Pa. Senate softens teen driving bill

    An amendment to a Pennsylvania teen driving bill may halt its passage. State lawmakers are split on whether to save the measure.

    By Aaron Moselle

    An amendment to a Pennsylvania teen driving bill may halt its passage. State lawmakers are split on whether to save the measure.

    When it was initially introduced last January, House Bill 67 gave police the ability to stop and cite teen drivers caught using a cell phone or text messaging.

    But a recent Senate amendment to the measure would allow police to fine teen drivers for those violations only if they’re pulled over for something else.

    State Representative Josh Shapiro (D-Montgomery County) co-sponsored the bill. He says the amendment will make the bill ineffective.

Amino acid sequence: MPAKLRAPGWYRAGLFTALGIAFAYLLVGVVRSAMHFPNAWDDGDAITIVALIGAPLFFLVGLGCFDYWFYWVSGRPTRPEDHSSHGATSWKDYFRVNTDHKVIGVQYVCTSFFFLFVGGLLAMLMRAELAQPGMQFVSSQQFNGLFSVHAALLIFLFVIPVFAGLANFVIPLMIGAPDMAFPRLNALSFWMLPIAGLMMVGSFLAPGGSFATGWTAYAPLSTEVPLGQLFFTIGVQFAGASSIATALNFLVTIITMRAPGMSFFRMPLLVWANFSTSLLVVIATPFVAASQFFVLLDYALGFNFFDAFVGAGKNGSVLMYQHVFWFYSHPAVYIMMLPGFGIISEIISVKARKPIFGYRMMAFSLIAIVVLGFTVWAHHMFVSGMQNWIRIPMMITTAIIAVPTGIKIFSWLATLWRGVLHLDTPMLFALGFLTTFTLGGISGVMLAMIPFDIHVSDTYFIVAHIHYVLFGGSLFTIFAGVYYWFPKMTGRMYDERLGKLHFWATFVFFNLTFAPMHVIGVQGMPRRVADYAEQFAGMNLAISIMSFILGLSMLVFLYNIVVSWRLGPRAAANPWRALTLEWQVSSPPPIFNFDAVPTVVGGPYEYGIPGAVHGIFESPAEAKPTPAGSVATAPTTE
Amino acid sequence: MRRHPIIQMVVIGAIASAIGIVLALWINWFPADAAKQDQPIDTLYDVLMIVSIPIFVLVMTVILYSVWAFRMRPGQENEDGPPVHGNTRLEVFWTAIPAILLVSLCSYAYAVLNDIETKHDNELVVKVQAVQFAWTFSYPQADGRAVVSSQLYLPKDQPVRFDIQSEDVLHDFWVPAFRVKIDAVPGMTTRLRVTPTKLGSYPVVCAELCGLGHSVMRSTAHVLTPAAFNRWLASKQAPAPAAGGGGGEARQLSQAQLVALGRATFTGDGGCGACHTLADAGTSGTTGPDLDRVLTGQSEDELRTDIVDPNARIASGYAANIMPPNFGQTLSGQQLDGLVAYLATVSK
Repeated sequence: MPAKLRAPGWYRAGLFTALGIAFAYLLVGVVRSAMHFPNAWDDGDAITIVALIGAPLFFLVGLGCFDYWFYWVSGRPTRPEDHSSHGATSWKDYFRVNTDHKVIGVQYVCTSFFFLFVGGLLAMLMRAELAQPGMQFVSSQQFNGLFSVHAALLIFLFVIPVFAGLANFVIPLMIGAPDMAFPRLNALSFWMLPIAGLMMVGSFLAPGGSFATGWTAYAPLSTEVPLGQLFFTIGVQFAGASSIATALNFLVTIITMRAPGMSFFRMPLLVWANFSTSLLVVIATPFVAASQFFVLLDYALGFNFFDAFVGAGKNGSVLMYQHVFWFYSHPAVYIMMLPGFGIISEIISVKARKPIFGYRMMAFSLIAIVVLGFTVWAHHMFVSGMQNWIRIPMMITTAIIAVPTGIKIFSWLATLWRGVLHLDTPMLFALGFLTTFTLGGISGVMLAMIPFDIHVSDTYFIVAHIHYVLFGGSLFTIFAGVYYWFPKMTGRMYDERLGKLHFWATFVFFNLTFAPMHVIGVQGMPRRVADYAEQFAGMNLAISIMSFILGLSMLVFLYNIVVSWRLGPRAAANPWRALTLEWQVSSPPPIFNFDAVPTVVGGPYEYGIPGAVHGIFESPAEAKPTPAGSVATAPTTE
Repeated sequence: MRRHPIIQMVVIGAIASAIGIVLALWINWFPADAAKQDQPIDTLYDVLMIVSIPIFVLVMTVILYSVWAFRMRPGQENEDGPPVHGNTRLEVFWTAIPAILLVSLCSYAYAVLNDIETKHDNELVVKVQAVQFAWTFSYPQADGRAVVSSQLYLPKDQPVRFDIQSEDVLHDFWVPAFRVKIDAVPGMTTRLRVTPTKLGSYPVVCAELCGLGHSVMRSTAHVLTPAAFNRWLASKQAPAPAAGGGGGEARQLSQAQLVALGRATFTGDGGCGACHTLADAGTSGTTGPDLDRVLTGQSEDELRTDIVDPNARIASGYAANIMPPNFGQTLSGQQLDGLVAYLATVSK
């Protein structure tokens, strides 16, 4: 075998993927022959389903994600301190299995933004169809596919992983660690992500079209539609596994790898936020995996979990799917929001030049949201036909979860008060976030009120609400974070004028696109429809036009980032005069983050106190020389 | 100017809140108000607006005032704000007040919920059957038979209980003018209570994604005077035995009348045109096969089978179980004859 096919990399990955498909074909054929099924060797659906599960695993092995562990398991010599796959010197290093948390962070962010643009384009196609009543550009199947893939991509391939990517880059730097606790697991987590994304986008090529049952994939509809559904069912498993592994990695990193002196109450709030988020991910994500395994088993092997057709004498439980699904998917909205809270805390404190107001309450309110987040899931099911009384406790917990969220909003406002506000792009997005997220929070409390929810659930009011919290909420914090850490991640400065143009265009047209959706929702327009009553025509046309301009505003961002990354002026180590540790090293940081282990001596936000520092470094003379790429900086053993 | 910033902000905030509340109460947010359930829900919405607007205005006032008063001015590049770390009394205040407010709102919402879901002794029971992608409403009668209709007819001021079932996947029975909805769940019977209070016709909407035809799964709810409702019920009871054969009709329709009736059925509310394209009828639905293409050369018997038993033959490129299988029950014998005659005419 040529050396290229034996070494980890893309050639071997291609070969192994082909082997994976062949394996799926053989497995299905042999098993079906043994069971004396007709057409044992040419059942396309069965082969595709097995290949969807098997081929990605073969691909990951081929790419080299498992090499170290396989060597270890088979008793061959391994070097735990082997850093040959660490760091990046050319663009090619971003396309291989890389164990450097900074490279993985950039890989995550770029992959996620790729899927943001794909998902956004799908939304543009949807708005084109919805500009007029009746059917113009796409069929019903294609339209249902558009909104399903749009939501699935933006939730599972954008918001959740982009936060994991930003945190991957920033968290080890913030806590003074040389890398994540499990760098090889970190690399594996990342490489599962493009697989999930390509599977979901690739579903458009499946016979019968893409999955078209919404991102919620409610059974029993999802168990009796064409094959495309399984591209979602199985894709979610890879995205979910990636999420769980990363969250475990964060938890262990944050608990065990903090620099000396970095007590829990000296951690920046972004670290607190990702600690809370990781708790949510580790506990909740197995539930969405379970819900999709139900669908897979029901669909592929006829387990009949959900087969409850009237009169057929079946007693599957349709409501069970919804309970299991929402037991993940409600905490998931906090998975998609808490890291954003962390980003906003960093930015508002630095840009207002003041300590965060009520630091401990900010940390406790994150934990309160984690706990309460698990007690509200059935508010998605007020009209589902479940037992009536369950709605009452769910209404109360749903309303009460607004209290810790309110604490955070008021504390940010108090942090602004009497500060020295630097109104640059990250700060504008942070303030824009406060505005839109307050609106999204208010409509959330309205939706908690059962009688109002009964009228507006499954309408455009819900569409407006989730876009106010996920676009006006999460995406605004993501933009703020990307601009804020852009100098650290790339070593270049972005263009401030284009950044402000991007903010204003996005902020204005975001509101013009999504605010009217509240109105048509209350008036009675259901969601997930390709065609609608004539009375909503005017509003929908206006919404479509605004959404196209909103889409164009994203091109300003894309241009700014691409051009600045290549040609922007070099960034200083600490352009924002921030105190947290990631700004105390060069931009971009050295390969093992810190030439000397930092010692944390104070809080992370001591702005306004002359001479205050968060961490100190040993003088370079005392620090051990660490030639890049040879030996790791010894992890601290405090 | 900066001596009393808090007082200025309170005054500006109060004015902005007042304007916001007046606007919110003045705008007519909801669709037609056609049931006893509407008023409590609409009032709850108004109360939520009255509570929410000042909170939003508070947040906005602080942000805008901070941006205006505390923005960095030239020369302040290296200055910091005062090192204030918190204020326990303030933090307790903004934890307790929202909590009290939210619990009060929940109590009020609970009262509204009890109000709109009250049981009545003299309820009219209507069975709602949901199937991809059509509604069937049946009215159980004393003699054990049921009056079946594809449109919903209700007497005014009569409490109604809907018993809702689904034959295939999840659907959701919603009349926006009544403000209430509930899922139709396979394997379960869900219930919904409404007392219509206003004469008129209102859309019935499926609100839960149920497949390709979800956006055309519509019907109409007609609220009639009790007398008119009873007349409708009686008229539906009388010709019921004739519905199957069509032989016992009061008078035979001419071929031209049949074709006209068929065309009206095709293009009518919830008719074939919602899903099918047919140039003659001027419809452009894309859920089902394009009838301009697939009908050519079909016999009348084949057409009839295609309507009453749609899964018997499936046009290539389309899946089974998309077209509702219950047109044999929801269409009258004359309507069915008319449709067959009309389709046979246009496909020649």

“The Senate took a strong bill that would save lives on Pennsylvania’s roads,” says Shapiro, “and then watered it down and weakened it and did nothing to prevent future accidents from occurring.”

    State Senator John Wozniak (D-Johnstown) – who authored the amendment – says education, not punishment, is the best way to curb teen texting and cell phone use.

    The House Rules Committee will now decide whether or not to accept the Senate amendment.

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